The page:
Below is the sketch of my cuve. When you say line 1, I am not too sure which line you are referring to. Once again thanks for your help.

**maya_jai_singh**)Below is the sketch of my cuve. When you say line 1, I am not too sure which line you are referring to. Once again thanks for your help.

Your sketch doesn't really have the x,y for P marked on it? That may help? Also drawing P "approximately vertically" above a focus may mean that you assume things about P which are not true in general. The sketch isn't wrong, but I don't see it being that useful the way it is.

Last edited by mqb2766; 1 month ago

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(Original post by

How do you get line 1 in your working.

Your sketch doesn't really have the x,y for P marked on it? That may help? Also drawing P "approximately vertically" above a focus may mean that you assume things about P which are not true in general. The sketch isn't wrong, but I don't see it being that useful the way it is.

**mqb2766**)How do you get line 1 in your working.

Your sketch doesn't really have the x,y for P marked on it? That may help? Also drawing P "approximately vertically" above a focus may mean that you assume things about P which are not true in general. The sketch isn't wrong, but I don't see it being that useful the way it is.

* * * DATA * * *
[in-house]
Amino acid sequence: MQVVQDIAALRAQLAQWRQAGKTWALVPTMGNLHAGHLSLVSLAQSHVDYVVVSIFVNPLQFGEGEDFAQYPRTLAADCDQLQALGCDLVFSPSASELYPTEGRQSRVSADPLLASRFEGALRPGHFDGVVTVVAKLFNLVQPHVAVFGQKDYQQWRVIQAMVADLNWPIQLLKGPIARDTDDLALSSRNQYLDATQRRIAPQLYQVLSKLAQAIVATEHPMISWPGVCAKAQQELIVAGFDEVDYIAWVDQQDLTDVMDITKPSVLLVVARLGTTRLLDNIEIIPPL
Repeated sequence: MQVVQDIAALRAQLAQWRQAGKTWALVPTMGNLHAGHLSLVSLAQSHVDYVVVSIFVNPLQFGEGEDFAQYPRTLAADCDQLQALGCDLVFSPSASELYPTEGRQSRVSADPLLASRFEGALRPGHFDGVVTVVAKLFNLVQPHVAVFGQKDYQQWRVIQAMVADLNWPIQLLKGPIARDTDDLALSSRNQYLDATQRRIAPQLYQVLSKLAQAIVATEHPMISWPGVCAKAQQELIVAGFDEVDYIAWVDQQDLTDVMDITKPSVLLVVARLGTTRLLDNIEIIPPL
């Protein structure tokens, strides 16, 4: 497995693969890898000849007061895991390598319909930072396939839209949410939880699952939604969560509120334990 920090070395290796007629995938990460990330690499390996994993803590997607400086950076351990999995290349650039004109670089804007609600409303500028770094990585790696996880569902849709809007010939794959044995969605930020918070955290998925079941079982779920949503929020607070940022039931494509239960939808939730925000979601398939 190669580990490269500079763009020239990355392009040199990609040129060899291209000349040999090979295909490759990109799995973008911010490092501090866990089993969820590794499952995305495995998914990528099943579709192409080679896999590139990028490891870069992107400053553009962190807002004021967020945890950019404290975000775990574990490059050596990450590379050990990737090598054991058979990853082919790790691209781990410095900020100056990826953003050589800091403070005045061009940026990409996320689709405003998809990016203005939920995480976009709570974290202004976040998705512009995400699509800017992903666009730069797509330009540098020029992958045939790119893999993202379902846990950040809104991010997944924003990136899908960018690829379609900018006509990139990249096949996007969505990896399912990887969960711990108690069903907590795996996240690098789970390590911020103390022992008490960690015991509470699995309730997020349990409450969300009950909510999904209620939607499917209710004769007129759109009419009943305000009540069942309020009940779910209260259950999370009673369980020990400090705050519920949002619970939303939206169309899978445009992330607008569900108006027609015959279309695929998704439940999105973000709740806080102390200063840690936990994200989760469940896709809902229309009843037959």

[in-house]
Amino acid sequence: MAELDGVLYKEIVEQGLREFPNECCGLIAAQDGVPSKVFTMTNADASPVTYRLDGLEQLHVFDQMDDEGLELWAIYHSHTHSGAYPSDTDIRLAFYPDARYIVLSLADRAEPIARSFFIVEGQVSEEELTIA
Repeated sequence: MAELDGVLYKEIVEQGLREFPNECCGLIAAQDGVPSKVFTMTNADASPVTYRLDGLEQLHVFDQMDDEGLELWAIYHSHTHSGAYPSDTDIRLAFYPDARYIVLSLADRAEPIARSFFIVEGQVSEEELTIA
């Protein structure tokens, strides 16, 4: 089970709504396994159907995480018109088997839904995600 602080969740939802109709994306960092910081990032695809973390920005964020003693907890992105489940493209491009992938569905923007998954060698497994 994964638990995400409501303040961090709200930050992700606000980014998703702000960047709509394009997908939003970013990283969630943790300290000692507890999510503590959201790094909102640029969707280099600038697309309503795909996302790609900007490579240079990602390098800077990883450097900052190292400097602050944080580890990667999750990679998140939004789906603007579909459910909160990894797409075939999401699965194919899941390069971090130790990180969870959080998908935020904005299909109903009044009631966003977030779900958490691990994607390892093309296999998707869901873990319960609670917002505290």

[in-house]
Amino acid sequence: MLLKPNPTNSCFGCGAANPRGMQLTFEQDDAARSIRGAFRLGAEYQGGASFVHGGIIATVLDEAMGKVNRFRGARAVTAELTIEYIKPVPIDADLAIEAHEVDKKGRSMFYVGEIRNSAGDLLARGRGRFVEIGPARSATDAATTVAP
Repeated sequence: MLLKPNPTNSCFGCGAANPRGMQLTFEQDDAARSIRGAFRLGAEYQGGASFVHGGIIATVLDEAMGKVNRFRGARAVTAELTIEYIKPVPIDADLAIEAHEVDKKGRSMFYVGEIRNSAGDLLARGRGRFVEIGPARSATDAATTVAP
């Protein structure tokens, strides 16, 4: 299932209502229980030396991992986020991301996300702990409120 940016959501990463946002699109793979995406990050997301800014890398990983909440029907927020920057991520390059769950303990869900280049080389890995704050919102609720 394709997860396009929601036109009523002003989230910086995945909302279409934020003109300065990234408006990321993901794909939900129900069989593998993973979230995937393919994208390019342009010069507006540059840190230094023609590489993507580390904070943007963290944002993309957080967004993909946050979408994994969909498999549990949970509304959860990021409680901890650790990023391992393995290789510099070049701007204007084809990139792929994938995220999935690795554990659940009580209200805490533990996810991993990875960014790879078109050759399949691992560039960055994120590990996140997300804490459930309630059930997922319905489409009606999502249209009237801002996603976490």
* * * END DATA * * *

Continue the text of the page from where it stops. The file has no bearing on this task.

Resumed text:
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#9

(Original post by

So line 1 I basically said the perimeter is side SS dash add the other two sides. Side SS dash has length 4 root 5 and the other two sides lengths I found using Pythagoras. Hope that makes sense. I basically tried to add the length of all 3 sides but to no avail. Sorry about this.

**maya_jai_singh**)So line 1 I basically said the perimeter is side SS dash add the other two sides. Side SS dash has length 4 root 5 and the other two sides lengths I found using Pythagoras. Hope that makes sense. I basically tried to add the length of all 3 sides but to no avail. Sorry about this.

The distance between the focii is trivial.

Last edited by mqb2766; 1 month ago

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(Original post by

Ill try for the last time, how did you find the other two side lengths using Pythagoras - how do you get line 1? Its sort of the right approach but you're not sketching or providing any working for how you calculated those values. An obvious thing to say is your line 1 "must" be wrong in that your lengths are ~x^2. x^2 is length squared, so you're not adding lengths. A sketch should make that clear.